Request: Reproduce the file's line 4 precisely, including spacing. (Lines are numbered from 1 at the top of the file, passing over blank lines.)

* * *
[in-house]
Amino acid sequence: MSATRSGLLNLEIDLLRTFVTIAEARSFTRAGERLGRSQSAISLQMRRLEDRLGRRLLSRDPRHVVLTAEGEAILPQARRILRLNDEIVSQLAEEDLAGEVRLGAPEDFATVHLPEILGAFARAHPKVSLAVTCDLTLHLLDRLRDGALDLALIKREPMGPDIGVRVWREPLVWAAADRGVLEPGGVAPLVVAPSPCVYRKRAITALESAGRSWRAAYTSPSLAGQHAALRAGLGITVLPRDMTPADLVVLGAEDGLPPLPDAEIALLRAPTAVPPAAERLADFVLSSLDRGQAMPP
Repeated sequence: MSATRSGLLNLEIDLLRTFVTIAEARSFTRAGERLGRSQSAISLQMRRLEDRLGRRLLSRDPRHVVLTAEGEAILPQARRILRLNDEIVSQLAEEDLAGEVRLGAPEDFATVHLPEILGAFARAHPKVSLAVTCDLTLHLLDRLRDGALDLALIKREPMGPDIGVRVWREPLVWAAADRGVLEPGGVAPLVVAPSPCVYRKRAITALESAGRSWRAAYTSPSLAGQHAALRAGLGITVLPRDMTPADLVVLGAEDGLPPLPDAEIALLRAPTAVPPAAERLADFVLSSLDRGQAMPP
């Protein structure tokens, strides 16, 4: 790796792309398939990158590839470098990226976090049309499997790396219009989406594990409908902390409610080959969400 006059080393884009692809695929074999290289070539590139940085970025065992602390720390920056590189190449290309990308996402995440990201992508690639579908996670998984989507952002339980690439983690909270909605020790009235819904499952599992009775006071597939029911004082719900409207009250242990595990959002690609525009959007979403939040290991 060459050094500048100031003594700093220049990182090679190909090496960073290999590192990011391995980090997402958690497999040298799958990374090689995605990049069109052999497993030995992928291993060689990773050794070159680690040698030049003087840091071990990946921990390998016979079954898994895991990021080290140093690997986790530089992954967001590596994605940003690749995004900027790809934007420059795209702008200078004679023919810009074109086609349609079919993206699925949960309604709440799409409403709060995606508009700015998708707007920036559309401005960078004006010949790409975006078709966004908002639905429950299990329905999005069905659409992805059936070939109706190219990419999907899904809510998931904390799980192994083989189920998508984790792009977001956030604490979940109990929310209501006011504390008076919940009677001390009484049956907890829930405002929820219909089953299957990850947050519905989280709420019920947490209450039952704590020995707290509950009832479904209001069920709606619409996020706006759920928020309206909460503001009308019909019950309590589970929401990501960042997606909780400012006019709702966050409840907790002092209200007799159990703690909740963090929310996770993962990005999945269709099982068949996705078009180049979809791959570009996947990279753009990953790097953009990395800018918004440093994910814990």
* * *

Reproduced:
């Protein structure tokens, strides 16, 4: 790796792309398939990158590839470098990226976090049309499997790396219009989406594990409908902390409610080959969400 006059080393884009692809695929074999290289070539590139940085970025065992602390720390920056590189190449290309990308996402995440990201992508690639579908996670998984989507952002339980690439983690909270909605020790009235819904499952599992009775006071597939029911004082719900409207009250242990595990959002690609525009959007979403939040290991 060459050094500048100031003594700093220049990182090679190909090496960073290999590192990011391995980090997402958690497999040298799958990374090689995605990049069109052999497993030995992928291993060689990773050794070159680690040698030049003087840091071990990946921990390998016979079954898994895991990021080290140093690997986790530089992954967001590596994605940003690749995004900027790809934007420059795209702008200078004679023919810009074109086609349609079919993206699925949960309604709440799409409403709060995606508009700015998708707007920036559309401005960078004006010949790409975006078709966004908002639905429950299990329905999005069905659409992805059936070939109706190219990419999907899904809510998931904390799980192994083989189920998508984790792009977001956030604490979940109990929310209501006011504390008076919940009677001390009484049956907890829930405002929820219909089953299957990850947050519905989280709420019920947490209450039952704590020995707290509950009832479904209001069920709606619409996020706006759920928020309206909460503001009308019909019950309590589970929401990501960042997606909780400012006019709702966050409840907790002092209200007799159990703690909740963090929310996770993962990005999945269709099982068949996705078009180049979809791959570009996947990279753009990953790097953009990395800018918004440093994910814990």